17. (Stylianides, 2007a, p. 11)

  18. Example 2-Case by case • Stephanie, 4th and 5th grades in New Jersey school, found all 3 cube tall stacks of 2 colors “Dear Laura, Today we made towers 3 high and with 2 colors. We have to be sure to make every posiblepateren. There are 8 patterns total. … I will prove it. If I put the towers in color order … If this doesn’t convince you I tell you more -- over -- …” (Maher & Martino, 1996, p. 195)

  19. Example 3 – Proof by counterexample • “Fifth grader Naomi proudly proclaims that she has discovered a new math rule: that whenever the perimeter of a rectangle increases, its area also increases. She uses a table to demonstrate her rule. Then, in asking whether the rule works in all cases, she and her classmates search for a counterexample. e. g., length 6 and width 1 has perimeter of 14 units and an area of 6 square units. (Goldenberg & Shteingold, 2002, p. 7)

  20. How do we foster development of proof at the elementary level?- classroom conversations Thomas: ..all of these shapes are triangles! Susanna: No! I disagree!. The triangles I know look like B , not like L. Its too stretched out. I still think they’re just in the triangle family. Evan: If I’m all stretched out and turned upside down, I’m still Evan. (Schifter, Bastable, & Russell, 2002, p.82-84)

  21. Fostering development of proof… • Help students discern the difference between deductive and inductive reasoning • Assign logic problems and puzzles • Go beyond explorations, conjectures – ask why? how do you know? … • Dynamic geometry software – add teacher-directed questioning to cue students to seek justifications (Christou, Mousoulides, Pittalis, & Pitta-Pantazi, 2004, p. 222) • “Students should see how learning proof relies and builds on their own good sense.” (Goldenberg & Shteingold, 2002, p. 8)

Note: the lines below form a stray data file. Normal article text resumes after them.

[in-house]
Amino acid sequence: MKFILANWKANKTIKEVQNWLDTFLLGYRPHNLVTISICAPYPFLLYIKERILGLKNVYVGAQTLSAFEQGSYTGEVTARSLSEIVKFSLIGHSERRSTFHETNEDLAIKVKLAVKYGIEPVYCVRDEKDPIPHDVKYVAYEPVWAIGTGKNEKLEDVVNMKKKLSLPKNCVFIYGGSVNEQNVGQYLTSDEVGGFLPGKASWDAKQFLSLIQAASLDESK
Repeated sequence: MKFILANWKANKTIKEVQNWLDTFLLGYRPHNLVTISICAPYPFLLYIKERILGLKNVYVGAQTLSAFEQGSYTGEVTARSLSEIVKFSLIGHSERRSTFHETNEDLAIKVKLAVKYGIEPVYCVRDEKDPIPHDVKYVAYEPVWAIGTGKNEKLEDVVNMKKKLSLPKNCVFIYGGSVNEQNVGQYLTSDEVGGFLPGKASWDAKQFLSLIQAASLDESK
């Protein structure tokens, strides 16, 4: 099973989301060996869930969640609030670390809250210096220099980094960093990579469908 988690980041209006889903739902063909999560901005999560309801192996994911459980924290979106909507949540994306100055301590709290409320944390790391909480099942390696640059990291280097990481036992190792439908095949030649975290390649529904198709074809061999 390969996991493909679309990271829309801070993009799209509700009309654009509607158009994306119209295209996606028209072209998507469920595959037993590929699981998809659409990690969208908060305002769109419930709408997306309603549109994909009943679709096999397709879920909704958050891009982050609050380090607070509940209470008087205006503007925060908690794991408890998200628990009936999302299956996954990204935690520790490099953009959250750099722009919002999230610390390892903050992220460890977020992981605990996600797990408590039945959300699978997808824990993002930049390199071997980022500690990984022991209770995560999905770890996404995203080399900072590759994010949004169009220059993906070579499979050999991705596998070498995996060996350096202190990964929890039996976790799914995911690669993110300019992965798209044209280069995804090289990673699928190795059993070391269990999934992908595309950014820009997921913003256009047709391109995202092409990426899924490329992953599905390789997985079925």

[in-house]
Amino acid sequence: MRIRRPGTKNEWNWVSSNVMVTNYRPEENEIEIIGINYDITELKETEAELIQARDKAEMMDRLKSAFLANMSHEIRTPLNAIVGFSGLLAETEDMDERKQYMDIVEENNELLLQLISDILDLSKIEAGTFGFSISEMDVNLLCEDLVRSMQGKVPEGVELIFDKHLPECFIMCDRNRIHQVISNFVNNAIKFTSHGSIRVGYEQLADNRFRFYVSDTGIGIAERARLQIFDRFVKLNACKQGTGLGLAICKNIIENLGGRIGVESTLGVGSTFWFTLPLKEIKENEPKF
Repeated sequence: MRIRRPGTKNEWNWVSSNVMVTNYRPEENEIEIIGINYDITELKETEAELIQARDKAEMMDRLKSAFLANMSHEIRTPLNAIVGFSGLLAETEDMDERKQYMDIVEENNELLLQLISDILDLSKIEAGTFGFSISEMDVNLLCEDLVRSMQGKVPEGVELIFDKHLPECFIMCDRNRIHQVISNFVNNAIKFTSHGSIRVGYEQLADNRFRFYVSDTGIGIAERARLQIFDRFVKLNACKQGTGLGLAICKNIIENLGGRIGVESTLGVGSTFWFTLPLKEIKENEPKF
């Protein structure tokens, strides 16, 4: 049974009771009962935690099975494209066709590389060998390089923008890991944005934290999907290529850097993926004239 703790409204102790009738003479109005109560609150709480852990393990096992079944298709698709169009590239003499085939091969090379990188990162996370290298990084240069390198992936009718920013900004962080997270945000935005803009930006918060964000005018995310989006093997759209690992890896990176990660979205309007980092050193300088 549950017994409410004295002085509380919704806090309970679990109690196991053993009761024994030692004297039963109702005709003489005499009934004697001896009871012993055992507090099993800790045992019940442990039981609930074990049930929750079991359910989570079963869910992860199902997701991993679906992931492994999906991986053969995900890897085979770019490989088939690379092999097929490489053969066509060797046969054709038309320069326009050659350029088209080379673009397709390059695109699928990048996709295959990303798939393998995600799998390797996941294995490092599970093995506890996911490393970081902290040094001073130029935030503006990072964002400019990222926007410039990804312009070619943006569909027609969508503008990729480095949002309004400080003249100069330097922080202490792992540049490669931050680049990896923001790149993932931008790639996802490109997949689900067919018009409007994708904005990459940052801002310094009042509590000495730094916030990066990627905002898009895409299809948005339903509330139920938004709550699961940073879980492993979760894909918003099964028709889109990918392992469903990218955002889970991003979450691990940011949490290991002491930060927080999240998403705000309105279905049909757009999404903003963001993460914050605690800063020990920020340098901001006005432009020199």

22. Websites • IMAGES – Improving Measurement and Geometry in Elementary Schools - • MegaMath- • for Ask Dr. Math - • Books and software – and

  23. References • Bruner, J. (1960). The process of education. Cambridge, MA: Harvard University Press. • Christou, C., Mousoulides, N., Pittalis, M., & Pitta-Pantazi, D. (2004). Proofs through exploration in dynamic geometry environments. Proceedings of the 28th Conference of the International Group for the Psychology of Mathematics Education 2, 215-222. Bergen, Norway. • Galotti, K. M., Komatsu, L. K., & Voelz, S. (1997). Children’s differential performance on deductive and inductive syllogisms. Developmental Psychology, 33(1), 70-78. • Goldenberg, P. E. & Shteingold, N. (2002). Mathematical habits of mind for young children. Retrieved October 9, 2007, from • Maher, C. A. & Martino, A. M. (1996). The development of the idea of mathematical proof: A 5-year case study. Journal for Research in Mathematics Education, 27(2), 194-214. • National Council of Teachers of Mathematics. (2000). Principles and standards for school mathematics. Reston, VA: Author. • Reys, R. E., Lindquist, M. M., Lambdin, D. V., Smith, N. L., & Suydam, M. N. (2001). Helping children learn mathematics. New York: John Wiley & Sons, Inc. • Schifter, D., Bastable, V., & Russell, J. (2002). Examining the features of shape: casebook.Parsipany, NJ: Dale Seymour. • Steen, L. A. (1999). Twenty questions about mathematical reasoning. In L. Stiff (Ed.) Developing mathematical reasoning in grades K-12 (pp. 270-285). Reston, VA: National Council of Teachers of Mathematics. • Stylianides, A. J. (2007a). The notion of proof in the context of elementary school mathematics. Journal of Educational Studies in Mathematics 65(1), 1-20. • Stylianides, A. J. (2007b). Proof and proving in school mathematics. Journal for Research in Mathematics Education 38(3), 289-321. • Stylianides, A. J., Stylianides, G. J., & Philippou, G. N. (2005). Prospective teachers’ understanding of proof: what if the truth set of an open sentence is broader than that covered by the proof? Proceedings of the 29th Conference of the International Group for Psychology of Mathematics Education 4, 241-248. Melbourne, Australia.